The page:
‘NOT ME’, a MEMOIR by MARIANNE DISSARD

Excerpt (Chapter 1)


 

Not Me

 

Marianne Dissard


 

 

 

To Edith

 

 

  

 

J’en ai fait, des hôtels et des caves.

J’en ai perdu du temps.

J’en ai fait des chiottes et des rades.

J’en ai bavé du sang.

 

— from The Cat. Not Me.

an album of recorded songs

  

 

 

1.

 

The dry air wheezes through my throat. I breathe through the mouth. I can’t use my nose, the cavities inflamed or stuffed up, likely both. Reaching out for the bathroom sink with both hands, I pull myself up. My body tightens with pain, burned and bruised on the inside. Plaster loosening, the sink wobbles, its screws grabbing at dust. I make the same mental note I always do at this point: Get it fixed.

Good girl. Now file the note away. You won’t act on it anyhow. What matters is you’ve made a note. Note for note, bonne note, always the A student. Pride, and maybe once the joy, but daddy’s not around, there’s no one around to keep track of the outcome. You can get away with murder.

Upright now and leaning into the mirror, I look for my face. It’s all part of the ritual. I know what I’m looking for. I’m looking for confirmation from downturned lips that I’m less than shit. The sour pucker snicker that, really, I’m such a terrible choice for a human being and that, really, I’m not worthy of living. Not this life, not my life.

Nothing. I see nothing in the mirror. No mirror either. I’m facing the mirror—that, I know—but I can’t see it, or myself in it. Right this second I can’t see anything. Why didn’t I notice it before getting up? Is it because I stood up too quickly and got lightheaded? There’s a ringing in my ears, and a massive headache pounds the base of my skull. And now the view from my perch is set to bleak—black with streaks of mauve, or is it piss yellow? The color is indefinable. Why can’t I tell? I focus, stare into the darkness and observe starry specks of white pixels in front of, inside of, my eyes. I’ve never seen these before. They burst and move with the languor of seaweeds flicked by a calm sea.

Light sputtering, it dawns on me that I may have done something irreversible. It excites me. It shakes me in the same way the smell of warm blood stirs the carnivorous hunter. The irreversible, the cold truth of permanence, and the end of the burden of choice—hair-raising shit—they animate me all. Could this be my luck? What was different today? Did I really make myself blind?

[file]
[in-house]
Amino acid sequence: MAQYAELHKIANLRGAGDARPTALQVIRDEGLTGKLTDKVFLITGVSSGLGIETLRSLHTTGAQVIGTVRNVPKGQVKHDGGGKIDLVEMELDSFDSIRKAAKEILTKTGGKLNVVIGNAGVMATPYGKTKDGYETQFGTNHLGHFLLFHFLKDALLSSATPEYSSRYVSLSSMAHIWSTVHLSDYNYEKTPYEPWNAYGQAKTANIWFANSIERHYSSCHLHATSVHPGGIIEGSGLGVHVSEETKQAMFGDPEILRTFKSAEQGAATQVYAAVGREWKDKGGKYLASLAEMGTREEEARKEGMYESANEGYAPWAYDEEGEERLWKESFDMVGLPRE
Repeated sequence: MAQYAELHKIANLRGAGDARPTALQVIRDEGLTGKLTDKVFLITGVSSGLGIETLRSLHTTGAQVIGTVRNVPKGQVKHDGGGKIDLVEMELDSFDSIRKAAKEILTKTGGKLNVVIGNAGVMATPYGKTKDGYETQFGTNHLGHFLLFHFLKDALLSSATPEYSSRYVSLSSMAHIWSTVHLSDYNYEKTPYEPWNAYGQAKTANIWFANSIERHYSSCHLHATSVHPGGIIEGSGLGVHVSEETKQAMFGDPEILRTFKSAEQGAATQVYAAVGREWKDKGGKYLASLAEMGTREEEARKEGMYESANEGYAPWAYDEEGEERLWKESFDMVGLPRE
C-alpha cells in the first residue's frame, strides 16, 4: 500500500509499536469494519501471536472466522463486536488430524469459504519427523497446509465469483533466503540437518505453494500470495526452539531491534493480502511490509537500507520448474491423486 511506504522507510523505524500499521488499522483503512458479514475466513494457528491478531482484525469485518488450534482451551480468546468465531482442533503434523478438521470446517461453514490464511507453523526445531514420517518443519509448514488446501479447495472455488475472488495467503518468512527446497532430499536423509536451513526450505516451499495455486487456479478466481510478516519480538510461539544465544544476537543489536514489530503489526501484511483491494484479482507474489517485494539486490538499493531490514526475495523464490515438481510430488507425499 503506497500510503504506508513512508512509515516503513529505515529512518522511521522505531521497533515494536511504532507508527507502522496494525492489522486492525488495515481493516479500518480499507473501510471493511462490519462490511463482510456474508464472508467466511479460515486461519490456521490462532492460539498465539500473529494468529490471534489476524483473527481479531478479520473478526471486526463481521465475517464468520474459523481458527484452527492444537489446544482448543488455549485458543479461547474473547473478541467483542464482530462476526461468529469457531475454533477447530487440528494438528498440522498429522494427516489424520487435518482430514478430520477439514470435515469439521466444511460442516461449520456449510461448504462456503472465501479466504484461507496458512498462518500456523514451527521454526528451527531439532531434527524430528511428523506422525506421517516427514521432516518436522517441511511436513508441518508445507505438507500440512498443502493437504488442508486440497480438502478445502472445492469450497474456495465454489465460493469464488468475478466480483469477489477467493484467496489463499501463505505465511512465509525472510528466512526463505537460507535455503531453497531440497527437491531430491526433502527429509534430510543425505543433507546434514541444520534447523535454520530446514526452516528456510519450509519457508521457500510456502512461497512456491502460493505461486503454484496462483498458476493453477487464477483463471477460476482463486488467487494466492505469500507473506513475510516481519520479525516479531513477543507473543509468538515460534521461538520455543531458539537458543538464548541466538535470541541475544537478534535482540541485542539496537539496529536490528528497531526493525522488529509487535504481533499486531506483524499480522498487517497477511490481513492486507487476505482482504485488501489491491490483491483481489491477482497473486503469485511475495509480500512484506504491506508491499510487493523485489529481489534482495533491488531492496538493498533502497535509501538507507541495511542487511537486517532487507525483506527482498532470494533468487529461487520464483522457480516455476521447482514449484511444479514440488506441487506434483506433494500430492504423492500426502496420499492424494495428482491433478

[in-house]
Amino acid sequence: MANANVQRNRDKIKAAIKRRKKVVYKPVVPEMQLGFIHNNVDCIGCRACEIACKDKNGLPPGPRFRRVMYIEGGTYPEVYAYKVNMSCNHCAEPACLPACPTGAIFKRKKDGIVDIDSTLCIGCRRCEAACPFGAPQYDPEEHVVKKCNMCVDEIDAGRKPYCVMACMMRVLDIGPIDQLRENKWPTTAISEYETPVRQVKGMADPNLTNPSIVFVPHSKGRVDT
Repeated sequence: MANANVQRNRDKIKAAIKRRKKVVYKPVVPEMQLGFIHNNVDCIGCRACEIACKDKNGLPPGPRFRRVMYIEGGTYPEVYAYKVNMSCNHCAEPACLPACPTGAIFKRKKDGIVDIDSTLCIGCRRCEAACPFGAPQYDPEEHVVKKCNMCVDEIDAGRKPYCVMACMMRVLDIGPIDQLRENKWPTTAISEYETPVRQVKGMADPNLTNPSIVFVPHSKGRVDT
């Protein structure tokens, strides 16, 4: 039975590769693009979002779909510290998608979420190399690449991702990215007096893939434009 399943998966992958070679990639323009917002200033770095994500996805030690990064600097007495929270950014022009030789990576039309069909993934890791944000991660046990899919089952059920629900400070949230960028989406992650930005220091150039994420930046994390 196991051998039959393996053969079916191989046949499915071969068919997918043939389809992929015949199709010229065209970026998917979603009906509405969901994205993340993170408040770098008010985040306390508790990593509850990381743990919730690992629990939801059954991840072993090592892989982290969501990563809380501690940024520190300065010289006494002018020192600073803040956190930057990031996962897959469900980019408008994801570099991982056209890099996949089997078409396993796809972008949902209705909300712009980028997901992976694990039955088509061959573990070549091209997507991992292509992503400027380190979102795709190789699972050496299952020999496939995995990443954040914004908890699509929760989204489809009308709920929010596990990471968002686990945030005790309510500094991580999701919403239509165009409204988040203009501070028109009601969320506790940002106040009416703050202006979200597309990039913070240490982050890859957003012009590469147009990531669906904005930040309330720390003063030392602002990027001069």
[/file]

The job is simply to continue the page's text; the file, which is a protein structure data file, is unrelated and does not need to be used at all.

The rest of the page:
Think. You gotta cancel the show in Phoenix tomorrow. Must. You have to get out of it somehow. You must find an excuse. Say your Cadillac broke down, the old beast, stuck on an off-ramp in Eloy overnight. You’ve never cancelled a show before. Not this girl. But heed this blindness! It’s a good enough reason to cancel. Right now, you can’t even stand up straight. So? What if you did it anyway, what if you crawled onto that stage and sang your heart out like the butt-ugly blobfish that you are? Oh, wouldn’t that be something? A blistering and unequivocal fuck you to bad luck. Ah, but my voice? Glazed by juices more acrid than turned wine, what sounds would this throat make, words boiled unintelligible from raspy syllables, a wheezing flow of tepid weakness disguised as demure coquetry. It doesn’t fucking matter. You sing in French. They’re Americans. Make sounds, any sounds. It all sounds the same, exotic and sexy, Parisian. Still, wouldn’t someone notice you’d gone awry? They know you, some of them, and some of it. And the photos? You sure don’t look like your press shots anymore. You look simply ravaged.

No one would care. They’d look through me on the fogged stage. Dear audience, you eat up the dream machine, don’t you, and egg me on with your need to dream. Up there under the spotlights, a backlit midget like myself towers taller than a giraffe. Up there, stick figures a mere five feet away from you, we’re fleshed out by a lot of junk thrown our way, puppets whose strings you, dear good audience, will pull and snap along to the music. Just do it, girl. Get on that stage. But is it a private drama or a staged performance, and couldn’t it be both? The entrance fee is fair. Give what you can and buckle up tight. You know you want it too.

Yes, tonight, in my bathroom in Tucson, Arizona, in the winter of 2013, digging into the wound excites me so much that I’m scared. At last, scared of myself! I imagine it is something like pulling the trigger at Russian roulette once, twice, as many times as can be forgotten and they’re all blanks and it doesn’t matter but for the juice of adrenaline and the intoxicating smell of the powder. And then one day at last, it’s a live bullet and that’s really, really thrilling and you want to do it again because you like feeling the hardness of the truth but you’re dead; you just died and it’s too late, you’re not around to tell the truth. Couldn’t anyone tell you it always ends that way?

Warmth, a softness. I feel something, a silky coat, brushing along my calves. Cat. I kneel on the cold tiles, my back to the toilet bowl, hands reaching out to grab and pull Cat onto my lap. Chest tight, I try to breathe more deeply. We nuzzle. I am close to tears. In and out, full and empty. I try to think about breathing and just breathing. After some time, the ringing in my ears siphons away, my vision returns, and I begin to make out the rims of Cat’s ears and inside them, a white fuzz, jumbled like the hair that sticks out from an old man’s nostril. Stripes of gray and black fur come into focus around her eyes and I look into the slits, narrowing, of two huge, yellow-green irises. Cat, my Cat. My striped six-toed domestic shorthair American tabby Cat belts out her Yo! meow, in the way that roughly translates as “Yo, you! Feed me. ’Tis that time. All else will pass.”